LAWLEY, South Africa -- Thousands of shacks made from corrugated sheet metal and waste wood dominate the landscape as far as the eye can see. The tiny houses popped up in a squatter camp here about 50 kilometers south of Johannesburg, the largest city in South Africa, during the past six months, according to Seventeen Lux Ngobeni, 56, a nearby resident. "Last November I could see just dozens of shacks. But it has been mushrooming after that and now you can see thousands."
Thabiso Mbere, 32, moved into the camp in February of this year from the township of Soweto in the southern suburbs of Johannesburg, which was designated as a residential area under the racially discriminatory apartheid system administered by white people.
Mbere paid 700 rands (about 52 U.S. dollars or 6,000 yen) as a "registration fee" to the leader of the squatter camp, and there is no need to pay rent. Now some 2.2 million households -- 14 percent of the national total -- had resided in those squatter camps in 2017, more than three times the 630,000 households recorded in 1996 shortly after apartheid ended, according to government statistics.
The ballooning number of shacks symbolizes persistent poverty among black people who make up some 80 percent of the total population of South Africa. The disparity remains almost a quarter of a century after apartheid was abolished. The top 1 percent holds almost 70 percent of wealth in this country where the jobless rate stands at 26 percent.
Historically, people have moved from agricultural communities in the countryside to major cities in search of jobs and better opportunities. In the 1990s, shortly after the end of apartheid and the introduction of democracy, poor black people moved into huge farms vacated by fleeing white owners. The black residents spread the news that the plots they moved in were good for living, attracting more newcomers and forming camps of illegal residents at many locations.
In the past, those camps were concentrated in and around townships in urban areas. But recently, people are pouring out of those townships and their surrounding areas, going far into the fields to find a place to settle down, like those in the Lawley squatter camp.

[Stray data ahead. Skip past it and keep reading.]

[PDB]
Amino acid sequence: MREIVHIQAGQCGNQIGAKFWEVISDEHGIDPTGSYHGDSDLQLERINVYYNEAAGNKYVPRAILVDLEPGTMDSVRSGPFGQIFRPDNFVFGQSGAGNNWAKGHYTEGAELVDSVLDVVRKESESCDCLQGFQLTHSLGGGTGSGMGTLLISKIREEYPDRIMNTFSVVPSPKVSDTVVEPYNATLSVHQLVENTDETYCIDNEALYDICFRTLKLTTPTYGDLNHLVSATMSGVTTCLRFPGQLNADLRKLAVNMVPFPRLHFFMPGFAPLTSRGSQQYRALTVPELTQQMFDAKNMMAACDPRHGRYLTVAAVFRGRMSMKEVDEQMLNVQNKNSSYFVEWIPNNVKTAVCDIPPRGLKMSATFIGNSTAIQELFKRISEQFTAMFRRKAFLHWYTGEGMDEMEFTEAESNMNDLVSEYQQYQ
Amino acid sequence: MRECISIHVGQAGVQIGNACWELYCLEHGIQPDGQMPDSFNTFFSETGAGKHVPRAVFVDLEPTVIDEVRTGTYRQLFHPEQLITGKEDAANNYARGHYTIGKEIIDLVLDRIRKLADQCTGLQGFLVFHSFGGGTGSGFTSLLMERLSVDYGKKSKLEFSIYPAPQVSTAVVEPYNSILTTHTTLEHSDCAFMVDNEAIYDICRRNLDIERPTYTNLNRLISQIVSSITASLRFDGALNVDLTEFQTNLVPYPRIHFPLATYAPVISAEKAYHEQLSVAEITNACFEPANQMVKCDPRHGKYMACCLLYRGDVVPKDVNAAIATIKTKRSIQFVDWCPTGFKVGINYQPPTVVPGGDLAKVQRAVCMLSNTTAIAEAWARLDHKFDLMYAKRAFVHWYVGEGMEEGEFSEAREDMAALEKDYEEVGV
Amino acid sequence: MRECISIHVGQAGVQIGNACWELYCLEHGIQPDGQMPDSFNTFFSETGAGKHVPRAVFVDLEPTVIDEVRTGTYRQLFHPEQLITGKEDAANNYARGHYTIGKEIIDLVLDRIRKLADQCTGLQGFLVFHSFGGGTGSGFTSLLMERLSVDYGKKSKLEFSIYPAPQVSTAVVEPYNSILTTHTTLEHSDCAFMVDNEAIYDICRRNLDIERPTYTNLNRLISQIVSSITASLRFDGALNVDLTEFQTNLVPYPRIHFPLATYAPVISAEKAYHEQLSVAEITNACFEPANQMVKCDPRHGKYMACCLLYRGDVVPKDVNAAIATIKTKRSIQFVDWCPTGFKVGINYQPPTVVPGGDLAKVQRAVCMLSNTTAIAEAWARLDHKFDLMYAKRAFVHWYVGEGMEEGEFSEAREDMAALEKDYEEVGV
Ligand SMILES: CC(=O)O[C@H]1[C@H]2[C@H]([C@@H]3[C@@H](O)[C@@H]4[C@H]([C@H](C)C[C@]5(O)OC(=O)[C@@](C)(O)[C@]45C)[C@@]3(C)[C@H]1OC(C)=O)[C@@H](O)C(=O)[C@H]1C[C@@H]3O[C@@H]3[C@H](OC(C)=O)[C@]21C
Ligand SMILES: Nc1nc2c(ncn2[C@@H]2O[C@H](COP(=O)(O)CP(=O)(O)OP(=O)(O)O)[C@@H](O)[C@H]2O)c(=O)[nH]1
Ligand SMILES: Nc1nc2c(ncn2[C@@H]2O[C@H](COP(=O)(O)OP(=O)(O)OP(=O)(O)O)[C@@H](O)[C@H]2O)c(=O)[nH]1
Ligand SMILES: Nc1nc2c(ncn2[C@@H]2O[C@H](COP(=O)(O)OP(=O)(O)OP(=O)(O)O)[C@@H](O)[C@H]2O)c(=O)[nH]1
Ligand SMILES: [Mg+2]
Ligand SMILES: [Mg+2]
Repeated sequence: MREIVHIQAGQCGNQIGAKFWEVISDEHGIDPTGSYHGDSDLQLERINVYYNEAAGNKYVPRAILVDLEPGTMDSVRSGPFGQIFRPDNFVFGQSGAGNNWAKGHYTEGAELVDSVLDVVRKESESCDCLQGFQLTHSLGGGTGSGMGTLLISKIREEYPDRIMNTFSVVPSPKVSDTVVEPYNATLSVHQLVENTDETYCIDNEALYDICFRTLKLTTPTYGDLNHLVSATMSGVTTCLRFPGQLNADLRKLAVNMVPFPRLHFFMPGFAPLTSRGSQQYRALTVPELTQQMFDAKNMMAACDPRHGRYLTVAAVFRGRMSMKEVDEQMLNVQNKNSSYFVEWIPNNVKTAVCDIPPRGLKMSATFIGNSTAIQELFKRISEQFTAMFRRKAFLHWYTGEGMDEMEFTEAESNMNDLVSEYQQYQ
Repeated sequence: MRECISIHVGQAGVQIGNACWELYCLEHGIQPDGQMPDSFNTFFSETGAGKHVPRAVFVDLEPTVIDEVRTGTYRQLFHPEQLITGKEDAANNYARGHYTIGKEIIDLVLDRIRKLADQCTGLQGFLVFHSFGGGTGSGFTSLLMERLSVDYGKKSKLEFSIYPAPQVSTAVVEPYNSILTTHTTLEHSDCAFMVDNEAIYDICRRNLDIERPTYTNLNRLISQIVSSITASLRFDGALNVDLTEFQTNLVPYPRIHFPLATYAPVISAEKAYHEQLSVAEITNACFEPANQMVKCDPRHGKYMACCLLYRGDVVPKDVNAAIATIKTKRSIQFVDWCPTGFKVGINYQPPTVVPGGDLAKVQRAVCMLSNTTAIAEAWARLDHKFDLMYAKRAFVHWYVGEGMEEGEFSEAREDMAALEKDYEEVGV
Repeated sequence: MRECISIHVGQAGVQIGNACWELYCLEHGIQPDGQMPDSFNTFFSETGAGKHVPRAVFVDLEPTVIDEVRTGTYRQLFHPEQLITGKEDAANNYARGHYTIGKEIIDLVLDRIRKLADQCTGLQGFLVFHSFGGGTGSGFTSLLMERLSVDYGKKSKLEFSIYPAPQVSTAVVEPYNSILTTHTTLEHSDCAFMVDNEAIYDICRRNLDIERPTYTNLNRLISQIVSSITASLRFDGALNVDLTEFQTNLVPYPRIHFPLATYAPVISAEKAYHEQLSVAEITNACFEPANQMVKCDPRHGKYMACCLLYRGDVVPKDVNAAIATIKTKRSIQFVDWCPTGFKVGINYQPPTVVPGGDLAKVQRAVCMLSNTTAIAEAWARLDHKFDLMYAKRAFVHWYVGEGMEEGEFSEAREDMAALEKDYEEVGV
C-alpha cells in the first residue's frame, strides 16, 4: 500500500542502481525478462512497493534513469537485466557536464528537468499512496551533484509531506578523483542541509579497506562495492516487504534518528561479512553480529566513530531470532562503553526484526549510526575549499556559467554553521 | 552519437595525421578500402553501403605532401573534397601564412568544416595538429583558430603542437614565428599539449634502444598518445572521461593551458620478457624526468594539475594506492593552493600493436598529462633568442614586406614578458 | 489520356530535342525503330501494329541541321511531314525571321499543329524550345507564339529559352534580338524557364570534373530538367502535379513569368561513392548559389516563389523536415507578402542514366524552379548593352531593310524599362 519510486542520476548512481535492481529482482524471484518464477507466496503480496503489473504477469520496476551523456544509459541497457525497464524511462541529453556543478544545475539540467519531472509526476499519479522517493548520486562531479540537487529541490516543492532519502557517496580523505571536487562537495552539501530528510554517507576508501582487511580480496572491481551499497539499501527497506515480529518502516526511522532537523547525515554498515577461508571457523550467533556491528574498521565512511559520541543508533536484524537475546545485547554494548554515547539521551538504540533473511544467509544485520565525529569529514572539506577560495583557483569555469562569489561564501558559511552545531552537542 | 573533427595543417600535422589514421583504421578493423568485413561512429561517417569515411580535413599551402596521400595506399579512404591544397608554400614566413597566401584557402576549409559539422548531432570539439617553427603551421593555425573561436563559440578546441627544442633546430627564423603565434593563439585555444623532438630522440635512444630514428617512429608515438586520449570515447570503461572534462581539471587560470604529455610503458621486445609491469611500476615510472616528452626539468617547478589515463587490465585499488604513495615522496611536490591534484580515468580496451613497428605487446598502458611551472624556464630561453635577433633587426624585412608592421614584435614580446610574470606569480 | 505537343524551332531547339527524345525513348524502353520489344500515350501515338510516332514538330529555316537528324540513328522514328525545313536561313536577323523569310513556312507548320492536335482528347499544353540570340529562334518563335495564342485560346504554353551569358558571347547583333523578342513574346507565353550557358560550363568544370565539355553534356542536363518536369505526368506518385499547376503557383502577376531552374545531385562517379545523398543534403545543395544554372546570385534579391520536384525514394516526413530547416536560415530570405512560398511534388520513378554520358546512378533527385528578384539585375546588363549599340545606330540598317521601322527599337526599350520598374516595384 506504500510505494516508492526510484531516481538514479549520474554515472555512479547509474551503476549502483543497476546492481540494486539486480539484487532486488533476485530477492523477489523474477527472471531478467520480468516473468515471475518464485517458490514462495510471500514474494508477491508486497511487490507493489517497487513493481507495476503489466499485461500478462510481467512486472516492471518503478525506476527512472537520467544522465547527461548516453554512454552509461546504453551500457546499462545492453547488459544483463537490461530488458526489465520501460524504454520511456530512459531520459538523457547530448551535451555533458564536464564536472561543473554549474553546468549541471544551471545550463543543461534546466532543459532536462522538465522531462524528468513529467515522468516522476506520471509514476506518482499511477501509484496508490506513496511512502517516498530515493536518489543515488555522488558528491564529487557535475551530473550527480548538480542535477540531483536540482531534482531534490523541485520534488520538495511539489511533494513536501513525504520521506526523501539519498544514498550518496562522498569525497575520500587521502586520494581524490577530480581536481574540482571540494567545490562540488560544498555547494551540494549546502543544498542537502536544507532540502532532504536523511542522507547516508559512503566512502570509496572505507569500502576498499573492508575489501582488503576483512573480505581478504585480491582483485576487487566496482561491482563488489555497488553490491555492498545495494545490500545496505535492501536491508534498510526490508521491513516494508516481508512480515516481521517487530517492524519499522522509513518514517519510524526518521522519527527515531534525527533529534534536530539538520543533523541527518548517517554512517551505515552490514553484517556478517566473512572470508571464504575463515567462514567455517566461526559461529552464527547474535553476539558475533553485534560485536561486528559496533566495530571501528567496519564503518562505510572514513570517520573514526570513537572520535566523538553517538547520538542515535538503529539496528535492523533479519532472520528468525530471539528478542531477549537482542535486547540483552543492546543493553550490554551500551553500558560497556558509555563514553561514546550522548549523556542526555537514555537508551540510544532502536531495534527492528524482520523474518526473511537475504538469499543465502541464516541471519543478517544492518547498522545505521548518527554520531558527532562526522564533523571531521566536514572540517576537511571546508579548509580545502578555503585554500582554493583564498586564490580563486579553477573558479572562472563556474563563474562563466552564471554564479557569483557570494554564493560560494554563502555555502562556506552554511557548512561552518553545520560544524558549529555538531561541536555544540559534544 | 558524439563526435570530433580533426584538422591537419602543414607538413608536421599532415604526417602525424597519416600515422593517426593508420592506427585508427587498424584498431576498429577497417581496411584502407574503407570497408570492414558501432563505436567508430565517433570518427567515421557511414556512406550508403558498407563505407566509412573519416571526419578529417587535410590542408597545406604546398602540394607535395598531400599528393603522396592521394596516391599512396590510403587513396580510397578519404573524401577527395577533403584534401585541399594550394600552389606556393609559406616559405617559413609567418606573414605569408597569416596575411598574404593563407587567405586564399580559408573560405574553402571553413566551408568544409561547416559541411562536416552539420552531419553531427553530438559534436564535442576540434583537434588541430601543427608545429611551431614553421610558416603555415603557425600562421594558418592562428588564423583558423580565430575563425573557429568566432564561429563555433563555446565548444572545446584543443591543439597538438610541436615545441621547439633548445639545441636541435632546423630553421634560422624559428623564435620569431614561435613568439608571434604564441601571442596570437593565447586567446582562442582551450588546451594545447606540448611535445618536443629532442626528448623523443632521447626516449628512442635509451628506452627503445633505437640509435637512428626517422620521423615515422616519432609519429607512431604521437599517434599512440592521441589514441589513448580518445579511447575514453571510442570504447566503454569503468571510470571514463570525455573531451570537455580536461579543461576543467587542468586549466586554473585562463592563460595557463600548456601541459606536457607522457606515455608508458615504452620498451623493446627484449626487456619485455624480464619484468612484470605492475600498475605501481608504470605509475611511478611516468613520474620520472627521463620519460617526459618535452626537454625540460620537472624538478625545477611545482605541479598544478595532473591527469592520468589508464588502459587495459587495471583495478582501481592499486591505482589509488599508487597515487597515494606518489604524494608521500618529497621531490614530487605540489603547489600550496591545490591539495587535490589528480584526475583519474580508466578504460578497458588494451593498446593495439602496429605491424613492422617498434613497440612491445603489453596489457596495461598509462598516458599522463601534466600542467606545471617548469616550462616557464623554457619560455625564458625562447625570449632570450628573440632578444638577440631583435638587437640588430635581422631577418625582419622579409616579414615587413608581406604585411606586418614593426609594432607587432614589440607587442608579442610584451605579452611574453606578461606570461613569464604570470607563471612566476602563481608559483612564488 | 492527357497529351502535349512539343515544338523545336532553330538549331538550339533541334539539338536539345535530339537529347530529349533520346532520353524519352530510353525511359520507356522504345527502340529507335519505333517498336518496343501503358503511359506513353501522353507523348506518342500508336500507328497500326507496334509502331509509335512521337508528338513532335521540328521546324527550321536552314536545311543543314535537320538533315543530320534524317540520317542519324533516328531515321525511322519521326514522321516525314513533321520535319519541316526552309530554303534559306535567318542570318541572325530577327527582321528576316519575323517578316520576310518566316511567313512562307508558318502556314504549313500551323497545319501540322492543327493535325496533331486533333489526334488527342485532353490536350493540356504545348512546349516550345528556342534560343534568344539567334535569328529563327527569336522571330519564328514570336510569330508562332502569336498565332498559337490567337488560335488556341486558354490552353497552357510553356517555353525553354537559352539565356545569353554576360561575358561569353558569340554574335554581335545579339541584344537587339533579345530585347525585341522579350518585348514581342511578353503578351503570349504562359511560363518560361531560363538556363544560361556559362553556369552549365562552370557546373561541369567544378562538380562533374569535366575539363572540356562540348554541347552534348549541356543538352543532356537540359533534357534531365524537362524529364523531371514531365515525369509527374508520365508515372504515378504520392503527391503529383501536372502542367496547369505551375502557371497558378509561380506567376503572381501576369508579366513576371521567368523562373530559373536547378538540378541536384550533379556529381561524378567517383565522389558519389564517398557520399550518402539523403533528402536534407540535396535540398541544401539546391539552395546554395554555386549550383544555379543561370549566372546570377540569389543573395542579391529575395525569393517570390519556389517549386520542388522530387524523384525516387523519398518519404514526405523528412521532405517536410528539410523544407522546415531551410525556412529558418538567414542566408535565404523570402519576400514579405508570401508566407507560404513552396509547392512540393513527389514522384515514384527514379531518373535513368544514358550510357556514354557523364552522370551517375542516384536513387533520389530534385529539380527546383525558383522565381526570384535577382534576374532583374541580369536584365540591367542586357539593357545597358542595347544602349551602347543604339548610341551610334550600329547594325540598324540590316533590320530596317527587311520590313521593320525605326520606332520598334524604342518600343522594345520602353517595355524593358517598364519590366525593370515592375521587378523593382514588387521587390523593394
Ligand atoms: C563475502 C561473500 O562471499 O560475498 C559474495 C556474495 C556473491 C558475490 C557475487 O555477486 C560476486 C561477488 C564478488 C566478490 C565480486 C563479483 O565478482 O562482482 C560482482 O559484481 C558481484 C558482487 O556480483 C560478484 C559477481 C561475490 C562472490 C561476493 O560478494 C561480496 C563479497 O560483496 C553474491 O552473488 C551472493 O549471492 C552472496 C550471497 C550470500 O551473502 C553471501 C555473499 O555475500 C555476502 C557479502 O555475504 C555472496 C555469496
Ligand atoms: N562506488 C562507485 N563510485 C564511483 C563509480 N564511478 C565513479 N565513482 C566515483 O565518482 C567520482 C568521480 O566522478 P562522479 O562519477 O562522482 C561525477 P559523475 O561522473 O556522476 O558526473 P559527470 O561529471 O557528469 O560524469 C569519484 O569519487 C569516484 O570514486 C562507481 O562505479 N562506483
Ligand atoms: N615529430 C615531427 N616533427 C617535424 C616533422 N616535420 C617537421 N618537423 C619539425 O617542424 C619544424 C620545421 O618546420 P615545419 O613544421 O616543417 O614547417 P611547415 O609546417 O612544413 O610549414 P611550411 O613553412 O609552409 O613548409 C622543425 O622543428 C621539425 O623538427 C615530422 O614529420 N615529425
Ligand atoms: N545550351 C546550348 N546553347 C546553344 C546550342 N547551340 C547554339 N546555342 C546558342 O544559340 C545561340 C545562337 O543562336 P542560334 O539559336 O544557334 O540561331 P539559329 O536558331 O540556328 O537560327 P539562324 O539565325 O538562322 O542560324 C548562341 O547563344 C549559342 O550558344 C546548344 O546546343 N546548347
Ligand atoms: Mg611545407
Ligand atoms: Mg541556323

Many of the residents there came from townships around Johannesburg, like Mbere. Vangile Mahlobo, 85, is one of them. He applied for a government-built house for low-income families that the post-apartheid administrations promised to offer. But there are no signs that the promise will become a reality. "Am I tired (of waiting)? Tired is not enough. I am totally fed up with this," Mahlobo said. With a limited supply of such housing units, 10 years of waiting before getting one is customary. And rumor has it that those getting the government-run houses earlier bribed the officials in charge.
Says Mbere, "What's wrong with living in an empty space? Our government is not doing what they should do, so we just exercise our right." Many people in South Africa share his emotion.
The late Nelson Mandela, who led the fight for decades against the apartheid system and eventually emerged victorious, said in his inaugural speech as the first black president of South Africa on May 10, 1994, in the administrative capital Pretoria: "We have, at last, achieved our political emancipation. We pledge ourselves to liberate all our people from the continuing bondage of poverty, deprivation, suffering, gender and other discrimination."
And Mandela, who would have turned 100 on July 18 of this year, succeeded in promoting reconciliation among the races in the early years of democratization. But the succeeding administration allowed poverty, disparity and corruption to fester. It is hard to see if the torch Mandela hoisted high has been passed on to prosper.
(Japanese original by Hiroshi Koizumi, Johannesburg Bureau)
Editor's note: This is the first installment of a three-part series on the current situation of South Africa after the death of its first black president Nelson Mandela in 2013. This year marks 100 years since the birth of the 1993 Nobel Peace Prize laureate.